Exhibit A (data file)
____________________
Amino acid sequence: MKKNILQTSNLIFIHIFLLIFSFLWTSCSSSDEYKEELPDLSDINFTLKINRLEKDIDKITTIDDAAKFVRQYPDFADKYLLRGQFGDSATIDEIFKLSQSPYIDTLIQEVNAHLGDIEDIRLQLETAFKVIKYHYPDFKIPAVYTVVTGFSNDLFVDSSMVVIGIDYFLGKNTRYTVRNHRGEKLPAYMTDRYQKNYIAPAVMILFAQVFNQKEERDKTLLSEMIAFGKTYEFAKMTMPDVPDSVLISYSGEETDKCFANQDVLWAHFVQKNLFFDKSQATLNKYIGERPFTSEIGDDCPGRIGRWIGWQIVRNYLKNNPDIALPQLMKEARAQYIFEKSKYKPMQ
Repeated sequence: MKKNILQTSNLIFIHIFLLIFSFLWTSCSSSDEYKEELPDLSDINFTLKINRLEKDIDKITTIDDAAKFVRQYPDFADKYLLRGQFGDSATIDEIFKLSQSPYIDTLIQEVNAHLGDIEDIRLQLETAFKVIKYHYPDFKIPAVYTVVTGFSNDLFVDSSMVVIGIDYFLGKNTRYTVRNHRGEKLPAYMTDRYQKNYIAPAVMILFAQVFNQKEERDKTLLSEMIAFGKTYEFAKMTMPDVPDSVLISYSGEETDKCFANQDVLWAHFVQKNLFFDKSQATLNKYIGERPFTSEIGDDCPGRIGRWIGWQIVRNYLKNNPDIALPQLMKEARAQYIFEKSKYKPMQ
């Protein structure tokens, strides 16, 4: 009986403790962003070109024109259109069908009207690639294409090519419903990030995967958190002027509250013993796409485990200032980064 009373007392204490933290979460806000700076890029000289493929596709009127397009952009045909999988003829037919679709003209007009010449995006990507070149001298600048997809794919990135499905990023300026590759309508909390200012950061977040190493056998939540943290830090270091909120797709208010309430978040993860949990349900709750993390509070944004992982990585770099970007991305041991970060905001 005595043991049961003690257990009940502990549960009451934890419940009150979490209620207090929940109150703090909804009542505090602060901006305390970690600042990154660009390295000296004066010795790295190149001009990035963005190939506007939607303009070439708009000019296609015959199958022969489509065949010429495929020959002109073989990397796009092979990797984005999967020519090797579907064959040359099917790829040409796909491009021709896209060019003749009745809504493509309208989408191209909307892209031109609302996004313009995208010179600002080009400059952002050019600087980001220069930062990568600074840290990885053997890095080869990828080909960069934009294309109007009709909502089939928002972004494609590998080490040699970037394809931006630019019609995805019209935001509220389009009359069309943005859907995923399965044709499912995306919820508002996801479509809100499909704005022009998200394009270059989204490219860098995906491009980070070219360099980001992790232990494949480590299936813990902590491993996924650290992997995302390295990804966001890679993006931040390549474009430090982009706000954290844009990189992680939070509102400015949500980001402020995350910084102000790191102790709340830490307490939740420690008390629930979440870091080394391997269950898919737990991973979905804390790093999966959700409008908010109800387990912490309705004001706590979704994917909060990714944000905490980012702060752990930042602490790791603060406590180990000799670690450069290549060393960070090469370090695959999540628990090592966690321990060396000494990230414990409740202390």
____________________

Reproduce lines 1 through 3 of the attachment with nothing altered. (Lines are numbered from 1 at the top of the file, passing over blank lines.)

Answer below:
Amino acid sequence: MKKNILQTSNLIFIHIFLLIFSFLWTSCSSSDEYKEELPDLSDINFTLKINRLEKDIDKITTIDDAAKFVRQYPDFADKYLLRGQFGDSATIDEIFKLSQSPYIDTLIQEVNAHLGDIEDIRLQLETAFKVIKYHYPDFKIPAVYTVVTGFSNDLFVDSSMVVIGIDYFLGKNTRYTVRNHRGEKLPAYMTDRYQKNYIAPAVMILFAQVFNQKEERDKTLLSEMIAFGKTYEFAKMTMPDVPDSVLISYSGEETDKCFANQDVLWAHFVQKNLFFDKSQATLNKYIGERPFTSEIGDDCPGRIGRWIGWQIVRNYLKNNPDIALPQLMKEARAQYIFEKSKYKPMQ
Repeated sequence: MKKNILQTSNLIFIHIFLLIFSFLWTSCSSSDEYKEELPDLSDINFTLKINRLEKDIDKITTIDDAAKFVRQYPDFADKYLLRGQFGDSATIDEIFKLSQSPYIDTLIQEVNAHLGDIEDIRLQLETAFKVIKYHYPDFKIPAVYTVVTGFSNDLFVDSSMVVIGIDYFLGKNTRYTVRNHRGEKLPAYMTDRYQKNYIAPAVMILFAQVFNQKEERDKTLLSEMIAFGKTYEFAKMTMPDVPDSVLISYSGEETDKCFANQDVLWAHFVQKNLFFDKSQATLNKYIGERPFTSEIGDDCPGRIGRWIGWQIVRNYLKNNPDIALPQLMKEARAQYIFEKSKYKPMQ
């Protein structure tokens, strides 16, 4: 009986403790962003070109024109259109069908009207690639294409090519419903990030995967958190002027509250013993796409485990200032980064 009373007392204490933290979460806000700076890029000289493929596709009127397009952009045909999988003829037919679709003209007009010449995006990507070149001298600048997809794919990135499905990023300026590759309508909390200012950061977040190493056998939540943290830090270091909120797709208010309430978040993860949990349900709750993390509070944004992982990585770099970007991305041991970060905001 005595043991049961003690257990009940502990549960009451934890419940009150979490209620207090929940109150703090909804009542505090602060901006305390970690600042990154660009390295000296004066010795790295190149001009990035963005190939506007939607303009070439708009000019296609015959199958022969489509065949010429495929020959002109073989990397796009092979990797984005999967020519090797579907064959040359099917790829040409796909491009021709896209060019003749009745809504493509309208989408191209909307892209031109609302996004313009995208010179600002080009400059952002050019600087980001220069930062990568600074840290990885053997890095080869990828080909960069934009294309109007009709909502089939928002972004494609590998080490040699970037394809931006630019019609995805019209935001509220389009009359069309943005859907995923399965044709499912995306919820508002996801479509809100499909704005022009998200394009270059989204490219860098995906491009980070070219360099980001992790232990494949480590299936813990902590491993996924650290992997995302390295990804966001890679993006931040390549474009430090982009706000954290844009990189992680939070509102400015949500980001402020995350910084102000790191102790709340830490307490939740420690008390629930979440870091080394391997269950898919737990991973979905804390790093999966959700409008908010109800387990912490309705004001706590979704994917909060990714944000905490980012702060752990930042602490790791603060406590180990000799670690450069290549060393960070090469370090695959999540628990090592966690321990060396000494990230414990409740202390």